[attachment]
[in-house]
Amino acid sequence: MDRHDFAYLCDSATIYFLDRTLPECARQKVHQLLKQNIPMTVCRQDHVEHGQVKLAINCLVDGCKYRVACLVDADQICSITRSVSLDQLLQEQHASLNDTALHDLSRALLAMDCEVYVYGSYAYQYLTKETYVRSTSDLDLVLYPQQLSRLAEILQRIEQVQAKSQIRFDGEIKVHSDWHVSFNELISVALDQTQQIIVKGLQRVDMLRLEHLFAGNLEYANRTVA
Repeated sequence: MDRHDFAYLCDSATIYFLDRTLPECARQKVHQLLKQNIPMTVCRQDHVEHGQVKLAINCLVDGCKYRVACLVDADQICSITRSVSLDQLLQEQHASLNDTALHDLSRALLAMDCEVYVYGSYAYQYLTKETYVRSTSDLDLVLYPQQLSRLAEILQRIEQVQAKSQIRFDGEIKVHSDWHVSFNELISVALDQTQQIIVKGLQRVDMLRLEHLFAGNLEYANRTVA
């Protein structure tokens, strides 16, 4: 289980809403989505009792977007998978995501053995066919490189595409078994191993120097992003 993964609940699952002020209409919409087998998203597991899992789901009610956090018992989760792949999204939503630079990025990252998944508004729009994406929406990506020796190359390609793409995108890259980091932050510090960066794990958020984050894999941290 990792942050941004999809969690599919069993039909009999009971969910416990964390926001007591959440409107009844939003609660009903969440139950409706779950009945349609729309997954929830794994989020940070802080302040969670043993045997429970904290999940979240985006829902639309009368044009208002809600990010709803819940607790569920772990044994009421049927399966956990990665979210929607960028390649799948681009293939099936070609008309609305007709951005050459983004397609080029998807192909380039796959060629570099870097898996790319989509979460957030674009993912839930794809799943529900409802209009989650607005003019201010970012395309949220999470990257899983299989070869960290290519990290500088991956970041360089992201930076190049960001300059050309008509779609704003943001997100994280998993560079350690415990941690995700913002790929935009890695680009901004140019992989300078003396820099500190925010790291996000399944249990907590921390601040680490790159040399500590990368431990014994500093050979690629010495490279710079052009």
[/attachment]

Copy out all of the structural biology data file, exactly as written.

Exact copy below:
[in-house]
Amino acid sequence: MDRHDFAYLCDSATIYFLDRTLPECARQKVHQLLKQNIPMTVCRQDHVEHGQVKLAINCLVDGCKYRVACLVDADQICSITRSVSLDQLLQEQHASLNDTALHDLSRALLAMDCEVYVYGSYAYQYLTKETYVRSTSDLDLVLYPQQLSRLAEILQRIEQVQAKSQIRFDGEIKVHSDWHVSFNELISVALDQTQQIIVKGLQRVDMLRLEHLFAGNLEYANRTVA
Repeated sequence: MDRHDFAYLCDSATIYFLDRTLPECARQKVHQLLKQNIPMTVCRQDHVEHGQVKLAINCLVDGCKYRVACLVDADQICSITRSVSLDQLLQEQHASLNDTALHDLSRALLAMDCEVYVYGSYAYQYLTKETYVRSTSDLDLVLYPQQLSRLAEILQRIEQVQAKSQIRFDGEIKVHSDWHVSFNELISVALDQTQQIIVKGLQRVDMLRLEHLFAGNLEYANRTVA
């Protein structure tokens, strides 16, 4: 289980809403989505009792977007998978995501053995066919490189595409078994191993120097992003 993964609940699952002020209409919409087998998203597991899992789901009610956090018992989760792949999204939503630079990025990252998944508004729009994406929406990506020796190359390609793409995108890259980091932050510090960066794990958020984050894999941290 990792942050941004999809969690599919069993039909009999009971969910416990964390926001007591959440409107009844939003609660009903969440139950409706779950009945349609729309997954929830794994989020940070802080302040969670043993045997429970904290999940979240985006829902639309009368044009208002809600990010709803819940607790569920772990044994009421049927399966956990990665979210929607960028390649799948681009293939099936070609008309609305007709951005050459983004397609080029998807192909380039796959060629570099870097898996790319989509979460957030674009993912839930794809799943529900409802209009989650607005003019201010970012395309949220999470990257899983299989070869960290290519990290500088991956970041360089992201930076190049960001300059050309008509779609704003943001997100994280998993560079350690415990941690995700913002790929935009890695680009901004140019992989300078003396820099500190925010790291996000399944249990907590921390601040680490790159040399500590990368431990014994500093050979690629010495490279710079052009």